Assuming there is no break in the connection, what is the benefit from spending $150 on a Monster Cable HDMI wire, and a cheapo generic $35 one?
Mike Eckman
Chicago Heights, IL
Music Webpage: http://www.metalreviewcentre.com
Car Webpage: http://www.metalrevi...com/transam.htm

#2 of 10 OFFLINE   Lee Distad

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Posted November 22 2004 - 07:48 AM

well, for starters, the owner of Monster Cable won't be able to buy another Ferrari if you don't.

#3 of 10 OFFLINE   Ron Boster

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Posted November 22 2004 - 09:21 AM

Cast Monster aside and forget about it. HDMI and DVI cables can be found for reasonable amounts at www.bettercables.com, Bluejean Cables (site sponsor-click above) or www.gefen.com. All good companies with great cables. Now there maybe cheaper cables out there too.

The area you want to stay away from the cheap cables are for the longer lengths.....some companies like Pacific Cables maybe fine for short lengths, but get into 10 meters and you could suffer from sparkles and other problems. The quality of cable does make a difference (along with source signal strength and the projector). On long runs, some have used switchers (which boost the signal to help)...knowing they will use the switcher down the road.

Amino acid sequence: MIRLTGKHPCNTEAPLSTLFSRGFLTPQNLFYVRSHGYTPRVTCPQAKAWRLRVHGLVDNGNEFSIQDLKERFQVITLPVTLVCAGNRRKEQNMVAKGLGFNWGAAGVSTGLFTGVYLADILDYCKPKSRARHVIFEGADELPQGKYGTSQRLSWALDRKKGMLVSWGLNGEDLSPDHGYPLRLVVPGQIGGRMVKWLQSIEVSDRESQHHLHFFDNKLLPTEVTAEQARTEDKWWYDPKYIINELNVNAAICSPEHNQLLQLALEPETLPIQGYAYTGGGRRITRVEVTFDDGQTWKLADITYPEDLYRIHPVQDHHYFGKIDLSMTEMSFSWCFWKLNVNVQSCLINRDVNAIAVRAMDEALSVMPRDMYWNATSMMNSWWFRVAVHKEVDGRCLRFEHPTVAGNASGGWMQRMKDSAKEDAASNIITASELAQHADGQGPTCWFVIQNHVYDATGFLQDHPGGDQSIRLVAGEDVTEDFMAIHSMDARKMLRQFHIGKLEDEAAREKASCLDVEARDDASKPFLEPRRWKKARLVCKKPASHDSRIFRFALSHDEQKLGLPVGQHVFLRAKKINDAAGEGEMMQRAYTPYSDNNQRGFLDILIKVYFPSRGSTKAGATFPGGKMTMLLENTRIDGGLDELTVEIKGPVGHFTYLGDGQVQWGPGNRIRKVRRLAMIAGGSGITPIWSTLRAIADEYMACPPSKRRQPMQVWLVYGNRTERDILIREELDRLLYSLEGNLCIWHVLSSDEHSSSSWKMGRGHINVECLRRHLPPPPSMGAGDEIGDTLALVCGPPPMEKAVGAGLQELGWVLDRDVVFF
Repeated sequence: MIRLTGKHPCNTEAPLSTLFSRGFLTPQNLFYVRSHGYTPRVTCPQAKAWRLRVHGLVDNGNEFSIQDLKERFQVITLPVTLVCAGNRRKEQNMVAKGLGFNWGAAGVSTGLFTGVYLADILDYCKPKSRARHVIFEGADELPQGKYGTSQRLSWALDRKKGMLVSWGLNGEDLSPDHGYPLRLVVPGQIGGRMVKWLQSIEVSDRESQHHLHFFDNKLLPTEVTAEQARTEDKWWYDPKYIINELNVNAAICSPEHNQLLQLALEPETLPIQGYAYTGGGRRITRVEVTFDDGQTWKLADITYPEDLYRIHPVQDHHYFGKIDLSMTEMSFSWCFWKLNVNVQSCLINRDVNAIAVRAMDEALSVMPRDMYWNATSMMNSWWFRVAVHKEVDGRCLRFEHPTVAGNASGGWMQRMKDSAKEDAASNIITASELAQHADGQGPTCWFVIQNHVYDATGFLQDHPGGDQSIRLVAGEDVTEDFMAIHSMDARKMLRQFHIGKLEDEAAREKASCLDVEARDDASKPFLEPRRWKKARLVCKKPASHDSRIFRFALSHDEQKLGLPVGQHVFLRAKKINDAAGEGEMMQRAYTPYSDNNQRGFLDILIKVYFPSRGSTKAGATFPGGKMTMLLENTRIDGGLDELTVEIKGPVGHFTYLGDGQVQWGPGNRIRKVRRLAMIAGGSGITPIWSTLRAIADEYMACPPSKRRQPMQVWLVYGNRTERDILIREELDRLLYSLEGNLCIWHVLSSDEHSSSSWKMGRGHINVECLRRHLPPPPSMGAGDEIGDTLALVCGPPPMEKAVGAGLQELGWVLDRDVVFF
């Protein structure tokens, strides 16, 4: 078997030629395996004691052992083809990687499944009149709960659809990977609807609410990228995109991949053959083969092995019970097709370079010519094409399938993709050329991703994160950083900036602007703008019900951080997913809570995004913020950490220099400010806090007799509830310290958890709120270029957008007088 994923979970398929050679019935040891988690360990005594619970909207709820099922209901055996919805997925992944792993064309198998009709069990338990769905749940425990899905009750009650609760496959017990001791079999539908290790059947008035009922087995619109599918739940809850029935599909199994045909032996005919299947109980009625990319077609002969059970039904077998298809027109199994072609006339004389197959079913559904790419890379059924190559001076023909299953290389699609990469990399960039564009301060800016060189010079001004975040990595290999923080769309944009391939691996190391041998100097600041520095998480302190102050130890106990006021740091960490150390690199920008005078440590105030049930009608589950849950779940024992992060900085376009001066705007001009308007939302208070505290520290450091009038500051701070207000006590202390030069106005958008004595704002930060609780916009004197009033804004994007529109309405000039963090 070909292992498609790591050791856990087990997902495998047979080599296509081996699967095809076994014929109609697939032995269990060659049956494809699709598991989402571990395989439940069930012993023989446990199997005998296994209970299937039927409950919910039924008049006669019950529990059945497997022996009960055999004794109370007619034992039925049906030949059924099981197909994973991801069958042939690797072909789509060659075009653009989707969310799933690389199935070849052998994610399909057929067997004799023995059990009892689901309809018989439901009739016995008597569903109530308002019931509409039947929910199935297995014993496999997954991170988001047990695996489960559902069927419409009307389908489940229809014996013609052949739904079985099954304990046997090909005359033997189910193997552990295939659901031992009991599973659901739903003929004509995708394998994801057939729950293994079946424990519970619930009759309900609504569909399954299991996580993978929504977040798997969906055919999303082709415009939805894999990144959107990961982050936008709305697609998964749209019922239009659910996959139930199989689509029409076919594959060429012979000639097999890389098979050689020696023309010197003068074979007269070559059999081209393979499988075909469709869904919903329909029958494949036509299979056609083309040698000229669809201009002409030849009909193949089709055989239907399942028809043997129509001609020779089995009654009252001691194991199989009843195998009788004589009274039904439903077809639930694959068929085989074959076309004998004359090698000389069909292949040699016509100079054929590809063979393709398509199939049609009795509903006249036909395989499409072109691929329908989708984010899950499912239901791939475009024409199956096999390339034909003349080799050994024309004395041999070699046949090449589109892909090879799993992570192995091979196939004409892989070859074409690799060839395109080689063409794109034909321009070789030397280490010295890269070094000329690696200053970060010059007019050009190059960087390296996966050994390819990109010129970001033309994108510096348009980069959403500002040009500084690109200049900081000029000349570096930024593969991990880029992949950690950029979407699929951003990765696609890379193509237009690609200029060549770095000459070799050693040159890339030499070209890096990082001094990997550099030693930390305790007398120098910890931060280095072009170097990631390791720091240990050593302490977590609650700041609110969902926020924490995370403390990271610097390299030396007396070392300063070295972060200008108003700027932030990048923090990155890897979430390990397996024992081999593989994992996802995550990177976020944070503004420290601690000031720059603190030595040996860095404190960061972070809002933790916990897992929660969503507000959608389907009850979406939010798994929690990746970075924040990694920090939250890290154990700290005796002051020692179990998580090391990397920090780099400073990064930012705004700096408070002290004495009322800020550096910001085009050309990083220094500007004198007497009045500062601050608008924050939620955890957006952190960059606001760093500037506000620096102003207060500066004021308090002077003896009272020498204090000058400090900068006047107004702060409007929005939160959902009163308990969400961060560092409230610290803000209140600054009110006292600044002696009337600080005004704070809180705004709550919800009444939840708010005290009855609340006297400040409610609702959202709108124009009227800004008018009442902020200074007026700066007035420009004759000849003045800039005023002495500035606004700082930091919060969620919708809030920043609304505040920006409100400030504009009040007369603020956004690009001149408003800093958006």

#4 of 10 OFFLINE   Kevin T

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Posted November 22 2004 - 09:43 AM

i agree with ron. i purchased my dvi and hdmi cables from gefen. nice quality cables at a reasonable price.